They were far worse at Tobruk than in the open desert beyond. Within the perimeter thousands of wheels had churned the baked crust of the earth into a fine powder, and every wind whipped it into a choking cloud. The men breathed dust, and ate dust. Every few days the wind raised a storm that blotted out everything. But regardless of this the troops had to man their posts and guns; drive their vehicles without windscreens; unload ships or lay mines. (p.206)
There’s militant teetotallers
Who abhor all kinds of drink,
There’s wives who break good bottles
And pour them down the sink;
This place would suit them to the ground,
We’ve searched in every nook,
But booze is rare as hen’s teeth in
This place they call Tobruk. (p.211)
They had been picked and trained for offensive warfare. Many of them had been fattened on the quick victories and easy loot of the European campaigns. They disliked a defensive role: still more distasteful was the task of digging holes in the unfriendly Libyan plateau, working in sandstorm and in heat that often rose to 110 degrees. (p. 203)
‘Personal Gen. MORSHEAD from C.-in-C. Your magnificent defence is upsetting enemy’s plans for attack on EGYPT and giving us time to build up force for counter offensive. You could not repeat not be doing better service. Well done.’‘To General MORSHEAD from PRIME MINISTER ENGLAND. The whole empire is watching your steadfast and spirited defence of this important outpost of EGYPT with gratitude and admiration.’ (p.188)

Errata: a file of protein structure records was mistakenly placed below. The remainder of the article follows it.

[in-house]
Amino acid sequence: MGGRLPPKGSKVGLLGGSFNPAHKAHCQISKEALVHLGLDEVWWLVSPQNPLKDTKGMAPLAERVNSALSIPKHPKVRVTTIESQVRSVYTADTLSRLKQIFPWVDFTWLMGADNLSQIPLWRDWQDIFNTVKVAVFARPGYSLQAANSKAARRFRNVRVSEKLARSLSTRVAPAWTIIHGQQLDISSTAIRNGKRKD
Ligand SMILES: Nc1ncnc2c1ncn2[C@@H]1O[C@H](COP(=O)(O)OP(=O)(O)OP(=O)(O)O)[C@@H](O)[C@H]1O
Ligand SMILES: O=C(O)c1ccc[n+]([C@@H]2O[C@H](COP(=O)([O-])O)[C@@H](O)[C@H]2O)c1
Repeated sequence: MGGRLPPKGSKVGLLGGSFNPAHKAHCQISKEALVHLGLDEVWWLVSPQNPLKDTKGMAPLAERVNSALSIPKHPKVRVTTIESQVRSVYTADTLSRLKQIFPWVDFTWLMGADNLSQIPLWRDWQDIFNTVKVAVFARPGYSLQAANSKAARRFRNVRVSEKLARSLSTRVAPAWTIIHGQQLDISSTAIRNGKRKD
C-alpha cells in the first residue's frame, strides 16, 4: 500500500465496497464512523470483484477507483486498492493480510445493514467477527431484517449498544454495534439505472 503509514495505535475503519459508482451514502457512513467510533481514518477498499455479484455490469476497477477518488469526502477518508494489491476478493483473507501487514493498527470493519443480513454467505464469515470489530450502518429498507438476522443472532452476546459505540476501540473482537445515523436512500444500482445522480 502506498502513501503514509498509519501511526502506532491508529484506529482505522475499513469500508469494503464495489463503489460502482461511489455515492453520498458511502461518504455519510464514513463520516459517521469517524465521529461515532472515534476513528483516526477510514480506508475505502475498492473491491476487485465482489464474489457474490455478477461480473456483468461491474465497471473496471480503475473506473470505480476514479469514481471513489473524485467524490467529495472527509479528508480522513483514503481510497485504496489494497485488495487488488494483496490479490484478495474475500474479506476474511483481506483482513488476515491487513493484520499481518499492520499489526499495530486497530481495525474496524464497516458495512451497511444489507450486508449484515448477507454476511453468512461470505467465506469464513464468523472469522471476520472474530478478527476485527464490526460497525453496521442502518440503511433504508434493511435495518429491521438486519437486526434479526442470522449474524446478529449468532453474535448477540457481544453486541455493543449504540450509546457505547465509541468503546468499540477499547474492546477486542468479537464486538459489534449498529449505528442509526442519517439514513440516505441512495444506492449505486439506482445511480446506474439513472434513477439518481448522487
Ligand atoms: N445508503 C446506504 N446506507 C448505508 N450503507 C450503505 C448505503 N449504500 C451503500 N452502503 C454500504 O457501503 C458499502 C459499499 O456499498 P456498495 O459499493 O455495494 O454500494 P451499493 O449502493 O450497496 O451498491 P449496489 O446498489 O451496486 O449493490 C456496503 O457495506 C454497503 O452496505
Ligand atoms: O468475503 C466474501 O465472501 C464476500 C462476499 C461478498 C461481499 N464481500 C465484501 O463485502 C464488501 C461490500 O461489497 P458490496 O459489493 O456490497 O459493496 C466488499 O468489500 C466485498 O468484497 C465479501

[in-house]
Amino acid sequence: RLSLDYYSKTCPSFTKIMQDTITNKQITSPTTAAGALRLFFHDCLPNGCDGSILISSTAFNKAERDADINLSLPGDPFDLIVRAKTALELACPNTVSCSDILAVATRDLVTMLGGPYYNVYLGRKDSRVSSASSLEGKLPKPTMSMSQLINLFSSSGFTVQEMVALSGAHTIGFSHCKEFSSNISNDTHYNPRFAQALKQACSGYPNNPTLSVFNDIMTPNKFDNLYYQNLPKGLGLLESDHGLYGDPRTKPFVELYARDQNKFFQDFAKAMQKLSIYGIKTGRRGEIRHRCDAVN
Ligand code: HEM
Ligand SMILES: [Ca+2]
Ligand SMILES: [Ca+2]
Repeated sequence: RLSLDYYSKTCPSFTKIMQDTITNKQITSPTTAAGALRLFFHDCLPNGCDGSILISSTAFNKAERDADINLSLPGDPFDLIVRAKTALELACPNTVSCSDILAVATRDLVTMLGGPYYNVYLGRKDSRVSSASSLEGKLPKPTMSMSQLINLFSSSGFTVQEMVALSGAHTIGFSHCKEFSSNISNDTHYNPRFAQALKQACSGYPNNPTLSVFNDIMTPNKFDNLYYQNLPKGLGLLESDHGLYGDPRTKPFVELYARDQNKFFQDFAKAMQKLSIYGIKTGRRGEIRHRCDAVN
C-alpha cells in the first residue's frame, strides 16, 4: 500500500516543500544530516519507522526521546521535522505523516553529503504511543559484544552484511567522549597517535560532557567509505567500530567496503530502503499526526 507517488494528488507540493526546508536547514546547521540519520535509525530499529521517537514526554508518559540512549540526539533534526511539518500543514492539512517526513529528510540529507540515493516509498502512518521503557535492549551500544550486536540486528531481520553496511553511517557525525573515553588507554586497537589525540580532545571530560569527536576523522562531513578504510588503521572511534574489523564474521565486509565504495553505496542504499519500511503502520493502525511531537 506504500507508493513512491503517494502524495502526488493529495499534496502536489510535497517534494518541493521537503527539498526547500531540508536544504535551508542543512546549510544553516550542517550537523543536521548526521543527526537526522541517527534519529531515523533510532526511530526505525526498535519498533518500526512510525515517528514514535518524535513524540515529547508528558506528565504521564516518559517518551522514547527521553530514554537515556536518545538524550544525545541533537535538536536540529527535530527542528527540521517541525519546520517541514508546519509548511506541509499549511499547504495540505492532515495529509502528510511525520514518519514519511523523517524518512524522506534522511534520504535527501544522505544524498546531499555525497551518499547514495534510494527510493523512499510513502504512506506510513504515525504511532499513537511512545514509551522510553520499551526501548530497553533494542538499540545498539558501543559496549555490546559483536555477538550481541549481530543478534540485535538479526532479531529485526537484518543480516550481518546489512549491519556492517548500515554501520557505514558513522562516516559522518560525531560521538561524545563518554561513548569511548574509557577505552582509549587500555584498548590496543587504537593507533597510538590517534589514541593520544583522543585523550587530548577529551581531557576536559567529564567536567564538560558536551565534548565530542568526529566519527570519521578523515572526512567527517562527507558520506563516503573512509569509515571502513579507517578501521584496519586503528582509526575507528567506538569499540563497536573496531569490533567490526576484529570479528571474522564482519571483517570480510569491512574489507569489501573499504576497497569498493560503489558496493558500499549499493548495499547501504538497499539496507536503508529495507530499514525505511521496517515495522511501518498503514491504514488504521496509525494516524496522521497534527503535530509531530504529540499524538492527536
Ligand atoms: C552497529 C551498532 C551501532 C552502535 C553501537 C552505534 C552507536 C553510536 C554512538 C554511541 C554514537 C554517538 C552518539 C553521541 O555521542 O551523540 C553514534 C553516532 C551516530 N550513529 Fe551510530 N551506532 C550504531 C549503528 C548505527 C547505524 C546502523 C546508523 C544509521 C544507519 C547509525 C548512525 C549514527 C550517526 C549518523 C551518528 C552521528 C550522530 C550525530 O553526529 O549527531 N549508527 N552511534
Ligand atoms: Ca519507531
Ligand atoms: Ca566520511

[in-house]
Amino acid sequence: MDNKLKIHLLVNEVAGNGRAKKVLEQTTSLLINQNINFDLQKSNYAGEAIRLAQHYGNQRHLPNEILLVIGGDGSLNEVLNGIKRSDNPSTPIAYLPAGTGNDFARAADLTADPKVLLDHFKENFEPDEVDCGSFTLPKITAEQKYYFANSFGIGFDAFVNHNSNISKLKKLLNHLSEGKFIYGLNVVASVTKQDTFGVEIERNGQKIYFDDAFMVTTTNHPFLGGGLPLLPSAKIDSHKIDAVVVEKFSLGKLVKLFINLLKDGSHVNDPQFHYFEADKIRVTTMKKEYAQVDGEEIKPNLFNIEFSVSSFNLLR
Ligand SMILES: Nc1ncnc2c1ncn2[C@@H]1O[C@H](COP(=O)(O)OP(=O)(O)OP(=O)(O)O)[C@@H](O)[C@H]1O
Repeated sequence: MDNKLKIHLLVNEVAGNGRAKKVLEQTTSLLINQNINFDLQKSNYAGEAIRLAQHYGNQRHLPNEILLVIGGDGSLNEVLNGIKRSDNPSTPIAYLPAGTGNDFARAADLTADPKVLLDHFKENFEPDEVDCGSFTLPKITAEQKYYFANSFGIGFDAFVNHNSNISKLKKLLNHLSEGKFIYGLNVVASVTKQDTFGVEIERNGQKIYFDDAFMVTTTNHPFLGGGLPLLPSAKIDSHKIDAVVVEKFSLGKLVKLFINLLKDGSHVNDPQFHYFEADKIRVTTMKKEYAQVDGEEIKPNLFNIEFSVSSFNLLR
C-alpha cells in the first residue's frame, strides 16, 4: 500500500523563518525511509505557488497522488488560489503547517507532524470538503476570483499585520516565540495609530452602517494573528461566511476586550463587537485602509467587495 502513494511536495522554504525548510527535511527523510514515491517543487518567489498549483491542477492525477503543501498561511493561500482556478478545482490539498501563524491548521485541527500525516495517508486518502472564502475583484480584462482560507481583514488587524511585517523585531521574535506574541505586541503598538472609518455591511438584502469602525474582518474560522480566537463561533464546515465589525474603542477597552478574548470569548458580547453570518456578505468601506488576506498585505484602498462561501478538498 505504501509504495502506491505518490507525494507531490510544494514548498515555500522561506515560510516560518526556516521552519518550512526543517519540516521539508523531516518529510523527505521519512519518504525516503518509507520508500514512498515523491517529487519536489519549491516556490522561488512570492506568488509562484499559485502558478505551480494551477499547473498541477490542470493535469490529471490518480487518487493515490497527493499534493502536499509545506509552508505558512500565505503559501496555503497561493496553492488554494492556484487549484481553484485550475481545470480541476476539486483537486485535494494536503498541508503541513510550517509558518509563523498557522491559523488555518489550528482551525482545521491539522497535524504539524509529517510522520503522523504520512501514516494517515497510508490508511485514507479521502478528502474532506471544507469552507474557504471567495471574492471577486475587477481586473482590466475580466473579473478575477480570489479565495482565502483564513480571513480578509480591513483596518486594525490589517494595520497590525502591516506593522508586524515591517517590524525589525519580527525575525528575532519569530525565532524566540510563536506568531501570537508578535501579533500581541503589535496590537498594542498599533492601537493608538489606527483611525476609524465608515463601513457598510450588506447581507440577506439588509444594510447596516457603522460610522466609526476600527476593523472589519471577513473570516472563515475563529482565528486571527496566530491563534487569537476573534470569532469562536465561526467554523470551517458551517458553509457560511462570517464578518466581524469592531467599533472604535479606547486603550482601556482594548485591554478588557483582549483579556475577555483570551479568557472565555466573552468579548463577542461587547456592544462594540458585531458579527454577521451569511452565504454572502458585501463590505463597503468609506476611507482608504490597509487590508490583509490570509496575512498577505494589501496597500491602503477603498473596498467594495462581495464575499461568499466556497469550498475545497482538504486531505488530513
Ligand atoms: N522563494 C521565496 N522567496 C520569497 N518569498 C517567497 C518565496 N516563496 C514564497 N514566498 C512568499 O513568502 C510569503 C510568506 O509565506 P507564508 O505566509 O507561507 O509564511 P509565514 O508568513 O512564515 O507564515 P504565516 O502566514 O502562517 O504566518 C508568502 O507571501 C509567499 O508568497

Their only weapons were a thin willowy stick, a pair of scissors, a pocket full of nails and a revolver. Yet they were the advance guard of the 16000 Australian and British troops who assembled on the dark face of the desert on the night of January 20th, 1941, ready to attack Tobruk before dawn. On the steady nerves and fingers of these men with strange weapons, the waiting infantry relied to clear the maze of booby-traps, which screened the Italian defences.They were thirty-three members of 2/1st Field Company, led by Lieutenant S.B. Cann. Several hours before moonrise they moved out into no-man’s land to the accompaniment of jibes from infantry, who little realised how important those thin willowy sticks were. A stinging wind swept the desert and the sappers were thankful for their army-issue jerkins and long woollen underwear, and for ‘rum-primed’ water bottles, which were some compensation for the greatcoats they had left behind. To lessen risk of detection they wore woollen Balaclavas instead of tin hats and their shiny leather jerkins were turned inside out. (p. 29)
A few words of explanation may be necessary on the vexed question of the use of the term ‘British’. Where I have spoken at large of our forces as opposed to the enemy’s, ‘British’ embraces all the Imperial, Dominion and Allied troops. But wherever I have spoken of particular forces I have used it – lacking any suitable alternative – to refer only to those of the United Kingdom. This obviously does not imply that Australians regard themselves as any less British than the people of the British Isles. (p. 8)
Title: Tobruk, 1941Introduction by Peter Cochrane
Publisher: Text Classics, Text Publishing, 2015
Review copy courtesy of Text Publishing